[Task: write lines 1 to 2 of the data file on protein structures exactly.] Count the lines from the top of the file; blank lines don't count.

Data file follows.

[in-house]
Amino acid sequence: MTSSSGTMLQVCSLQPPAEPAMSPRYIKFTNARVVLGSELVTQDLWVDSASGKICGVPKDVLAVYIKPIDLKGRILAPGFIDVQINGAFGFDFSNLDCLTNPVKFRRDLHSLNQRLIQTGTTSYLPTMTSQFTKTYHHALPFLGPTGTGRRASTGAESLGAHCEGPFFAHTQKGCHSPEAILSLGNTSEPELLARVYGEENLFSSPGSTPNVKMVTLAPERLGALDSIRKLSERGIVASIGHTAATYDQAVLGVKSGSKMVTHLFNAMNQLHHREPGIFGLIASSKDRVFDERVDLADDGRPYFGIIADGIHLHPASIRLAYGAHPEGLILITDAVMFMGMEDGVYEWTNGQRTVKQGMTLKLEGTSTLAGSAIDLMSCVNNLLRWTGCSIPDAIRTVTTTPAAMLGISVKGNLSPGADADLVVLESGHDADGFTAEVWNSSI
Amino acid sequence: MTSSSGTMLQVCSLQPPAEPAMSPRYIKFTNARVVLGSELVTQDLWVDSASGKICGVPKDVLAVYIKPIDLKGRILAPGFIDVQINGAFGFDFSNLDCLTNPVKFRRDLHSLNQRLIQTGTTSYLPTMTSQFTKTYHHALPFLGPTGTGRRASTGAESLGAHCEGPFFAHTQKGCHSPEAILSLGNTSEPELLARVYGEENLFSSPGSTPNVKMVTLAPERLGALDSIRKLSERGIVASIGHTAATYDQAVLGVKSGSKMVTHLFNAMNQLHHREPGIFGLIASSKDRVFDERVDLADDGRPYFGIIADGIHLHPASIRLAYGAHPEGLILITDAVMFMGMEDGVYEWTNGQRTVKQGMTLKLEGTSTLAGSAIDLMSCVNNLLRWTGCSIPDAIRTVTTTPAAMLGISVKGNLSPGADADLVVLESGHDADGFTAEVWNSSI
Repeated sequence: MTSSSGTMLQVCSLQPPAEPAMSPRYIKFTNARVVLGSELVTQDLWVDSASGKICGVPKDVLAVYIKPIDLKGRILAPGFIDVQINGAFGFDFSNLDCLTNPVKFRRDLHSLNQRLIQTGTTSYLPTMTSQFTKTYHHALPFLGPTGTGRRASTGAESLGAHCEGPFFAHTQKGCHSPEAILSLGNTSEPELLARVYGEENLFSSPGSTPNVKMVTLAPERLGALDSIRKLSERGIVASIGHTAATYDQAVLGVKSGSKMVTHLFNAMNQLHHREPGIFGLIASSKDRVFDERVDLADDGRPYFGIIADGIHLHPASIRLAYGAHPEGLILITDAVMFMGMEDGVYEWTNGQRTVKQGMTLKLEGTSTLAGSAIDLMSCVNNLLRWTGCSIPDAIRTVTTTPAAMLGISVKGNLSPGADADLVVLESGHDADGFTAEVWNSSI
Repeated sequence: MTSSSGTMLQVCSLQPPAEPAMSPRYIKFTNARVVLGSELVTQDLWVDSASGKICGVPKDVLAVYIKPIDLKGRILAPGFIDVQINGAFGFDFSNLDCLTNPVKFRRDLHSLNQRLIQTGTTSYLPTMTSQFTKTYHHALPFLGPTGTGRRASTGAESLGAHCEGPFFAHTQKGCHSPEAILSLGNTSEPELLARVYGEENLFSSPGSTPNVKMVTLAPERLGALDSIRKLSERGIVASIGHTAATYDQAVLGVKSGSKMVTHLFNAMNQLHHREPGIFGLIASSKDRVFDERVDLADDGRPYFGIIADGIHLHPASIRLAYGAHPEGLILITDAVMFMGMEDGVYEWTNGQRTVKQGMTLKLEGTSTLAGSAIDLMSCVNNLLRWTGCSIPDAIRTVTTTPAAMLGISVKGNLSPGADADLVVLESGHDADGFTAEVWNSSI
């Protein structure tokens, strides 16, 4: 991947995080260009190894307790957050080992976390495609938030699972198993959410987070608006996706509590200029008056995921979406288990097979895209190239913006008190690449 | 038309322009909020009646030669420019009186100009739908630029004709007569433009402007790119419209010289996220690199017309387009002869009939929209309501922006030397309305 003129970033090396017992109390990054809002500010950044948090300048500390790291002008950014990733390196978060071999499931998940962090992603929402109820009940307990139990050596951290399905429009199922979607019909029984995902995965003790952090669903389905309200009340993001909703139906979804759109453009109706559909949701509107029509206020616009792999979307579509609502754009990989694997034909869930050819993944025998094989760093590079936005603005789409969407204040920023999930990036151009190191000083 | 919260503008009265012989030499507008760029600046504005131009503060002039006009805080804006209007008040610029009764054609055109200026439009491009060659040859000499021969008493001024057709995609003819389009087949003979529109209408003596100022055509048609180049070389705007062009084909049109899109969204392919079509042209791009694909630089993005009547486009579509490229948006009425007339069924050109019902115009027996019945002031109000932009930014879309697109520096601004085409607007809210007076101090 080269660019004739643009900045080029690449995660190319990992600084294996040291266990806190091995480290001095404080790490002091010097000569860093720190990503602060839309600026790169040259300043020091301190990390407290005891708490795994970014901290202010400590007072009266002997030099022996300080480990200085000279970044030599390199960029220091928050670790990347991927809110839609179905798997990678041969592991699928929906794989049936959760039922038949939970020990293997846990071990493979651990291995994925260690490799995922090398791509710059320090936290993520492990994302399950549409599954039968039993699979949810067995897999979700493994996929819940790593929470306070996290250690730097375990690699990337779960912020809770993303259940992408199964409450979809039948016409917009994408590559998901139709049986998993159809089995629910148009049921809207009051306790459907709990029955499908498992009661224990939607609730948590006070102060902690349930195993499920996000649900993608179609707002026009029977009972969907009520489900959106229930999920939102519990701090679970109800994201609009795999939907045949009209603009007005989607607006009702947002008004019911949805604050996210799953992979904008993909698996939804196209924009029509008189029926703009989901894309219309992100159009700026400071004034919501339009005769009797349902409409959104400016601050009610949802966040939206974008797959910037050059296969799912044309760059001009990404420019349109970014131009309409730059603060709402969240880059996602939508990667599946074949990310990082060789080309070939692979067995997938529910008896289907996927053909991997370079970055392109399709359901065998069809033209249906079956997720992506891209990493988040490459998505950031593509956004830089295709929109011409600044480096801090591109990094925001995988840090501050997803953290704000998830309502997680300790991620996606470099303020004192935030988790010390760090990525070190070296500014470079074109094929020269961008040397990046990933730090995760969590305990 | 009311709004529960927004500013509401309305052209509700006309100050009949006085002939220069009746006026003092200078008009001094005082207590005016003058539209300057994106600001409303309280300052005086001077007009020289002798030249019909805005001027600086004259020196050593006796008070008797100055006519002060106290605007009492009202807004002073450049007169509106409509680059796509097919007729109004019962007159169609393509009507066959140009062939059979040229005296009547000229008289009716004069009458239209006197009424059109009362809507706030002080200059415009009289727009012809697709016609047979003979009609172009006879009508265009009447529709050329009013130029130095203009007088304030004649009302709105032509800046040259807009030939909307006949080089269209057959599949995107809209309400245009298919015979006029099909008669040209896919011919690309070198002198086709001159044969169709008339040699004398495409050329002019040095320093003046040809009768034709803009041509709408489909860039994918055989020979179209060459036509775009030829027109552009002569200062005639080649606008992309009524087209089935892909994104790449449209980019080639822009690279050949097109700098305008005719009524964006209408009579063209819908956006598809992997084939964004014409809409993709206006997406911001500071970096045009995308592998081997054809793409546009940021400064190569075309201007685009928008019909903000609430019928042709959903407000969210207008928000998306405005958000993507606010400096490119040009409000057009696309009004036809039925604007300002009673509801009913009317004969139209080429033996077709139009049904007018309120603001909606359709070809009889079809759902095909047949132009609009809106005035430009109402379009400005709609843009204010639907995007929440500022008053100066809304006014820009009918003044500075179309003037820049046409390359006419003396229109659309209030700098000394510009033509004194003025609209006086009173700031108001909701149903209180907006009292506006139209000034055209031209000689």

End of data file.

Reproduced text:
[in-house]
Amino acid sequence: MTSSSGTMLQVCSLQPPAEPAMSPRYIKFTNARVVLGSELVTQDLWVDSASGKICGVPKDVLAVYIKPIDLKGRILAPGFIDVQINGAFGFDFSNLDCLTNPVKFRRDLHSLNQRLIQTGTTSYLPTMTSQFTKTYHHALPFLGPTGTGRRASTGAESLGAHCEGPFFAHTQKGCHSPEAILSLGNTSEPELLARVYGEENLFSSPGSTPNVKMVTLAPERLGALDSIRKLSERGIVASIGHTAATYDQAVLGVKSGSKMVTHLFNAMNQLHHREPGIFGLIASSKDRVFDERVDLADDGRPYFGIIADGIHLHPASIRLAYGAHPEGLILITDAVMFMGMEDGVYEWTNGQRTVKQGMTLKLEGTSTLAGSAIDLMSCVNNLLRWTGCSIPDAIRTVTTTPAAMLGISVKGNLSPGADADLVVLESGHDADGFTAEVWNSSI